Strategic leadership (i.e. executives) requires an individual to continually acquire and apply new information, to manage knowledge, to be flexible and promote organizational change, to consider and scan the environment outside of the organization, and to serve as a trustful and respectful organizational leader. Consistent with expectations, successful executives completing the XBInsight System clearly demonstrate strategic leadership abilities and behaviors. Specifically, they exhibit an absorptive capacity, as they are able to acquire, recognize and apply new information as it becomes available to the organization. Additionally, the executives demonstrate an adaptive capacity (i.e., the ability to be flexible and change) while maintaining an awareness and understanding of the impact of the environment outside of the organization. The executives are able to lead and influence individuals within the organization with dignity and respect. On the other hand, managers completing the XBInsight System exhibit more management competencies in that they are able to keep operating smoothly as they consistently maintain order and accuracy.
|Foundational Competencies across Management and Executives
|Competencies for Development in Moving from Management to Executive Roles
Interestingly, across executive (i.e. strategic leader) and management job types, there are several similarities across the competencies, suggesting the presence of several foundational leadership competencies:
- a positive and optimistic perspective
- effective communication
- promoting organizational values, striving for results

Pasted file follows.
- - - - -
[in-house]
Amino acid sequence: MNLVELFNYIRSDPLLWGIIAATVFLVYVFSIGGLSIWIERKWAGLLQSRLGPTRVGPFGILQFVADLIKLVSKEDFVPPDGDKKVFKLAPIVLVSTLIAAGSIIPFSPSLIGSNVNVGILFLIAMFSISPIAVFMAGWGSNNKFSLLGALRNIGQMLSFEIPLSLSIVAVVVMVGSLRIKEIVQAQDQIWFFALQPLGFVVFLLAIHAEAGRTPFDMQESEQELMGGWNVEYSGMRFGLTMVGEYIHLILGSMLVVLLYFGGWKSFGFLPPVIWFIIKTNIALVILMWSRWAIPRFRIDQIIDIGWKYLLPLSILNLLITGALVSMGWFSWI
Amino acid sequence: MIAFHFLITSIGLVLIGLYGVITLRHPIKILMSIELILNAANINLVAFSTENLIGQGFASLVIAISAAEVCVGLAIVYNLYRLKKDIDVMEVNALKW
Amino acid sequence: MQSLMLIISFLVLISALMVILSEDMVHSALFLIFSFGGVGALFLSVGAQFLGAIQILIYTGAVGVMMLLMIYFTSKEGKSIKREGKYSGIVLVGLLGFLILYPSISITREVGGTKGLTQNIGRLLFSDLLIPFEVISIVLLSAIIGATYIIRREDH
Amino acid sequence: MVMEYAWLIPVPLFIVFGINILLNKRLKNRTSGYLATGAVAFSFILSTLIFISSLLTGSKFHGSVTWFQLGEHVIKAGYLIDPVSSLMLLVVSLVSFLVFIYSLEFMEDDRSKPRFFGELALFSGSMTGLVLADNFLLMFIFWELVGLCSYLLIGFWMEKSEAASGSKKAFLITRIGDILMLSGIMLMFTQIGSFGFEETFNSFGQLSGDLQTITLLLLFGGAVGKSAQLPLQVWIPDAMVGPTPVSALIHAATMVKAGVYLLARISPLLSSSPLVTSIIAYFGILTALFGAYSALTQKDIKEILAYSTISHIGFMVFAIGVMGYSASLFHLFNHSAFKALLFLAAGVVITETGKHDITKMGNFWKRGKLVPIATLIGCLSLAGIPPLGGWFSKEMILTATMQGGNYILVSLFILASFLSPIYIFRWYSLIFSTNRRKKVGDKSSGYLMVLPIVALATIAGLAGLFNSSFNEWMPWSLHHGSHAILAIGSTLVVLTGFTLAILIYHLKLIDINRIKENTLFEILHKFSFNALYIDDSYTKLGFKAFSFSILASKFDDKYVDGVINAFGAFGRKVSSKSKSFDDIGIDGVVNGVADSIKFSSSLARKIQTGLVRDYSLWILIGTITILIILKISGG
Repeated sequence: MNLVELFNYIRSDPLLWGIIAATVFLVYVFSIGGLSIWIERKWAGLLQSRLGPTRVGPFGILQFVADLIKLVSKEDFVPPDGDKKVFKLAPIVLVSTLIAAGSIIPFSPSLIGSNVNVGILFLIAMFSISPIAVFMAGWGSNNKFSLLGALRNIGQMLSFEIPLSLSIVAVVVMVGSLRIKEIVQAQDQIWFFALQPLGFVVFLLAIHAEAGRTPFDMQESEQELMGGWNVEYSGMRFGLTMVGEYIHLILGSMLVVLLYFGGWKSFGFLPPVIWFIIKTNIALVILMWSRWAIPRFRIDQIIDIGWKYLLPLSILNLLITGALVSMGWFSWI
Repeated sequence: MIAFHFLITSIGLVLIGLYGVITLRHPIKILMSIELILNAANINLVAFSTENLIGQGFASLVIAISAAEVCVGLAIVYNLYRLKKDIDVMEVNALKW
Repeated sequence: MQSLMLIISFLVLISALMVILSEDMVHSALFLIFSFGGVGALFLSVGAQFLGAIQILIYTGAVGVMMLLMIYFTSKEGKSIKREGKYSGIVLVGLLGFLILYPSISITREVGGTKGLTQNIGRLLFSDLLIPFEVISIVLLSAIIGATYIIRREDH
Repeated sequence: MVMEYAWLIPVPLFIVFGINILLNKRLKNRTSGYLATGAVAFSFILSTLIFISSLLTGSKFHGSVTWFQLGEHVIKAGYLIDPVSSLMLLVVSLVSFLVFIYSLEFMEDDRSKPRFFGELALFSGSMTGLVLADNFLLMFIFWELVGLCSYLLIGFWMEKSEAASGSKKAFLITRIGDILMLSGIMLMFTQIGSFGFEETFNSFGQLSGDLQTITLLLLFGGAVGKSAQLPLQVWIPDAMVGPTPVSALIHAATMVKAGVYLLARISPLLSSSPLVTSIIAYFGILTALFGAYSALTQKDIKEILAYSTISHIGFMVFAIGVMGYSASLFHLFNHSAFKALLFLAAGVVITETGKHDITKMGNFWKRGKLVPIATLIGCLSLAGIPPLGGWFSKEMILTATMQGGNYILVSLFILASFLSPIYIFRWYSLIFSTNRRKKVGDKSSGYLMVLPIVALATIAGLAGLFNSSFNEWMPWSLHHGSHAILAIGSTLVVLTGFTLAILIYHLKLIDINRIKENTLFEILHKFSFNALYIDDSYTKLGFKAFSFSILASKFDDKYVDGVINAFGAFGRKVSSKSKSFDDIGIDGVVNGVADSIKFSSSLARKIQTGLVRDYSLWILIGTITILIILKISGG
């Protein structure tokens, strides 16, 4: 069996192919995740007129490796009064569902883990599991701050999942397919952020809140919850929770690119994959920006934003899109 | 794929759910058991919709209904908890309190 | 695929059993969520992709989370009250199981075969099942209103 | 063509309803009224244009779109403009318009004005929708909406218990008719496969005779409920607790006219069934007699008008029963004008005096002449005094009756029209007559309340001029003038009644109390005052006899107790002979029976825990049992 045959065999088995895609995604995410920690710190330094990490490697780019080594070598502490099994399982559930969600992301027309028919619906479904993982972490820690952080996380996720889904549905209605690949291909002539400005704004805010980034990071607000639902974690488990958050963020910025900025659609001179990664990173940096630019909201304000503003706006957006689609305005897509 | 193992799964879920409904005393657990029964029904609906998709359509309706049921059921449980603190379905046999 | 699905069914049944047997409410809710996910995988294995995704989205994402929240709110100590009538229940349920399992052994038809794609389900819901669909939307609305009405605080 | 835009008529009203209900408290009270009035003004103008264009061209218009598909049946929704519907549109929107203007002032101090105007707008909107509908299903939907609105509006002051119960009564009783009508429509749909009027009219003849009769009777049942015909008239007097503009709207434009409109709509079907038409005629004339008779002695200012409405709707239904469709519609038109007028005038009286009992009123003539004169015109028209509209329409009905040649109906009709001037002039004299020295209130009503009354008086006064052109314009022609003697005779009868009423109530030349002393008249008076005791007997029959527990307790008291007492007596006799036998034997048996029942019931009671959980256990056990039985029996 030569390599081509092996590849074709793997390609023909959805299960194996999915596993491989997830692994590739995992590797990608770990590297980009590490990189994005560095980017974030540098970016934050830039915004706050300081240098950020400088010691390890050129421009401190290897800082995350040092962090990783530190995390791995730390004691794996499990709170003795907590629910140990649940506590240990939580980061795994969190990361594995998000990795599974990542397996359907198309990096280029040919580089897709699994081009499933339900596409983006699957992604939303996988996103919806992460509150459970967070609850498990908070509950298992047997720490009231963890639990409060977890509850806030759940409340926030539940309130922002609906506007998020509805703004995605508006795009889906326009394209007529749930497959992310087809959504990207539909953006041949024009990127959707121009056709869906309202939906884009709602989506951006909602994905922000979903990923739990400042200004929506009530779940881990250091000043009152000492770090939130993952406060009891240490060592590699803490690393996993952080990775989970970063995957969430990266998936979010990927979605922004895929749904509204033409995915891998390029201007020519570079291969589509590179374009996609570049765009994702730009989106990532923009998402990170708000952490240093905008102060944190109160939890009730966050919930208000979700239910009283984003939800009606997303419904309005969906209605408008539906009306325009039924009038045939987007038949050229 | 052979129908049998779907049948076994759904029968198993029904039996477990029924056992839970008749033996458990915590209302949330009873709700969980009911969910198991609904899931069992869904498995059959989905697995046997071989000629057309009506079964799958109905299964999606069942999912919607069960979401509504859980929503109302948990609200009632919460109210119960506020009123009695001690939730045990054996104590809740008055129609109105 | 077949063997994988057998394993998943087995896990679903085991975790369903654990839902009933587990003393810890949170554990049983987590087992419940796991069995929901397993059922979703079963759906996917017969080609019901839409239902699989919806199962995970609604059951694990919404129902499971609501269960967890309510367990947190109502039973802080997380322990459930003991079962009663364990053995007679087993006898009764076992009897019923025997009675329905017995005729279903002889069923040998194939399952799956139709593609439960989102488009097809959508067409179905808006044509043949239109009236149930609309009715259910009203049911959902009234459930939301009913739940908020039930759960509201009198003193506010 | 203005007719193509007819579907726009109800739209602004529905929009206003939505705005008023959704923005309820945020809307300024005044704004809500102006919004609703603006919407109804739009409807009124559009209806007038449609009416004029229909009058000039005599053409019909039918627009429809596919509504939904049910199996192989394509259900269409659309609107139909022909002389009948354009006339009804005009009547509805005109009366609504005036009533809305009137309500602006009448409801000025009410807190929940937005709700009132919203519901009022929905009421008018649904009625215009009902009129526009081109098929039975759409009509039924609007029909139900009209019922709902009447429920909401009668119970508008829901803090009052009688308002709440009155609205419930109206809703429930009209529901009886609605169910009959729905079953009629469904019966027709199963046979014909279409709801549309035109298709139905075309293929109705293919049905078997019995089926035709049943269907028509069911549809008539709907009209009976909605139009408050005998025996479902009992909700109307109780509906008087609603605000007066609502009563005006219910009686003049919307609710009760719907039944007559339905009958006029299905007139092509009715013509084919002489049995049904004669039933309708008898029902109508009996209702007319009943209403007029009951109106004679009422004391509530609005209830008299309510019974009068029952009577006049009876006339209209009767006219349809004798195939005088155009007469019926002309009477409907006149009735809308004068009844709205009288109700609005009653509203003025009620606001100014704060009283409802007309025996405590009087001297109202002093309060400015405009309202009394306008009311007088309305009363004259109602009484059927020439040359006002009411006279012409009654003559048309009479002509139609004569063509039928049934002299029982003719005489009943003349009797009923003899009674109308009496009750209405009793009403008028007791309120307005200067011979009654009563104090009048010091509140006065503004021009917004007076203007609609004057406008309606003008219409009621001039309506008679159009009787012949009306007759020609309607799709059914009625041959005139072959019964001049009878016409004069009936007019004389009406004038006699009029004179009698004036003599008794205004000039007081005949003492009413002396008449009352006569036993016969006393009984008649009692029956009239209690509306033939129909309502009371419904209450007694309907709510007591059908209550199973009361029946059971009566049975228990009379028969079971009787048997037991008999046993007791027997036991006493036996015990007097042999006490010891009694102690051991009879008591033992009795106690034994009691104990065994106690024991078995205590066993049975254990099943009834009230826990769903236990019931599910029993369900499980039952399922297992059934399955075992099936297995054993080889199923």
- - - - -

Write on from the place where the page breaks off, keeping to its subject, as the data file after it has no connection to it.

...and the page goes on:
- demonstrating an interest in others
These competencies are important factors of effective leadership at all levels. By tuning into both the similarities and distinctions, organizations can identify growth opportunities for individuals seeking to move from management to executive positions. In the context of XBInsight, understanding the differences between these two sets of competencies enables a greater understanding of how managers might be developed.
Take for example Sam and Pat who both are considered to be effective leaders within their organization. Sam, as an executive, is regarded as an effective strategic leader, maintaining and communicating broad organizational goals. Sam effectively communicates the vision of the organization, plans for long-term development and success, and navigates financial and marketplace challenges. Sam is also praised for his ability to gain the trust and support of organizational members in times of stress and change. On the other hand, Pat, as a director-level manager, focuses on ensuring that the organization maintains appropriate levels of product development and production, as well as through aligning functions and tactics to meet the needs of the customers. Pat also effectively leads first-line managers by helping them to achieve functional goals and build effective teams. While both Sam and Pat are considered to be superb leaders, the competencies responsible for their high performance are different. This has important ramifications for selecting and developing leaders. The best Director may not be the best choice for the executive position. Sam will need to develop the competencies for development if he is interested in pursuing an executive leadership role.
The data from the profile system is corroborated by the performance of the participants. It is clear that there is a qualitative difference in the competency make-up of management-level positions such as Director and executive leadership positions such as Senior VPs. It is critical that organizations assess and develop for these differences in order to avoid staffing mistakes at the top where they are most visible and costly. For more information on differentiating competencies by job type, contact us.